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  • Installing a kill switch

    I am thinking of installing a kill switch wired to the ground of the starter using a foot switch tucked up against the firewall. Any experience with this? I dont want to have something on the dash or a toggle under the dash, I figure it is the first place they would look. Any tips and or watch-outs would be helpful.


  • #2
    Old vehicles had a floor switch for the starter. The previous owner put in a conventional keyed system in the CJ5 I'm restoring. I'm returning the switch to the floor, near the firewall, because most people who steal vehicles are too young know about it.

    Turn the key to run and mash the floor mounted button to start while thieves try and figure out a conventional keyed system they're accoustomed to.

    Or, you can interrupt the normal key to start wiring through the floor switch you'd have to turn the key and mash the floor switch. This way you can avoid sending wires through the firewall.

    Consider using the wiring for the solenoid instead of heavier wiring to drive the starter.

    Or, Sears has a die-hard battery with a remote kill switch like your car alarm. Hit the button on your key ring and the battery won't provide any power. Would-be thieves would need to bring their own battery which indicates a real shift in the level of effort to steal your ride.
    Last edited by Red; 04-01-2005, 11:24 AM.


    • #3
      Red, that is where I got the idea, actually my dad gave me the idea for the floor switch for the same reasons you mention. I would like to keep the install and operation of it simple. I would like to interup the ground to the starter and avoid messing with wires in the column just for simplicity. Also, I dont intend on using it every time I leave the vehicle somewhere, so to have to use the floor switch, clutch and gas all at once could get complicated, especially for my wife who may drive it in the summer on rare occasions. Anything you have to add with these added details?

      Thanks for the reply.


      • #4
        Use a relay inline to the starter solinoid.
        Then mount a push button on your seat frame.


        • #5
          I think we're saying the same thing a couple of ways. The starter motor takes quite a bit of amperage to turn the engine over at speed, this takes some hefty wires. The solution is to use smaller wires with lots less amperage to energize an electromagnet (the solenoid), to make the heavy connection between the battery and starter motor. Most starters use the starter body, bolted to the engine, bolted to the frame, as ground.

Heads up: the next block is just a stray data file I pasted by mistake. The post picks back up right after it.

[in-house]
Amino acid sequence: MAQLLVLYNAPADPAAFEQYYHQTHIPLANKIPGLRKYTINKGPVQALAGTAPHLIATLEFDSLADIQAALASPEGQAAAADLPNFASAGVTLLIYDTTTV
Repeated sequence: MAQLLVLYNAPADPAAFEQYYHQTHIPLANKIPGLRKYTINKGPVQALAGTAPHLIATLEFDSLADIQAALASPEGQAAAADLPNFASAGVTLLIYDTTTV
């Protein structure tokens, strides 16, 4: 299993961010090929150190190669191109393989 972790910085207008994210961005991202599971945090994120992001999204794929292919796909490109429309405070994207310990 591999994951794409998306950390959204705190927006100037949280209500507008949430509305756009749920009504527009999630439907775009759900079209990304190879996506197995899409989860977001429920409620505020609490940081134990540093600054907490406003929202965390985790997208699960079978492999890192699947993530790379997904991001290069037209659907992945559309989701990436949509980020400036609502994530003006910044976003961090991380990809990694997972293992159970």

Another system uses the solenoid to pull the starter motor's gear forward (or rearward) while concurrently connecting the battery to the motor.

          Find the wire at the base of your steering column that goes to the solenoid. A wiring diagram will tell you the color code of the wire, or you can look at the color of the wire coming off the solenoid, try and find it at the base of the steering column, (check for continuity[trace wires twice, cut splice once]), cut it, use butt splices and appropriate wire to a single pull single throw toggle switch mounted anywhere you want and it will leave the circuit that operates the starter solenoid open until you close it. This allows you to leave the circuit in normal mode, key switch to start/run for days, weeks, months, ... and can be switched off so the key switch to start makes it look like the vehicle has starter/solenoid/battery trouble when you want anti theft.

          You can configure push to operate buttons, you can eliminate the keyed switch completely from the base of the steering column to lone switches you know about, or, you can wire a series of switches in a specific sequence with lights and bells so it looks like you're a B-52 pilot starting eight engines.

          Or, in other words, you send the electricity from the keyed switch to start on a detour through any mechanism you want.
          Last edited by Red; 04-01-2005, 06:07 PM.


          • #6
            Other Idea:

            Hey, Iwired in a relay that will only energize when you turn on say, the heater,or radio,or parking lights...etc...this way you turn on the whatever you used to energize the relay then and only then can you start the vehicle, you can usually do all this under the dash and everything looks normal, no extra switches etc....if you are confused on how to do this, call me sometime and I will explain Thanks, good luck....Ron, 610-488-6129, Pennsylvania.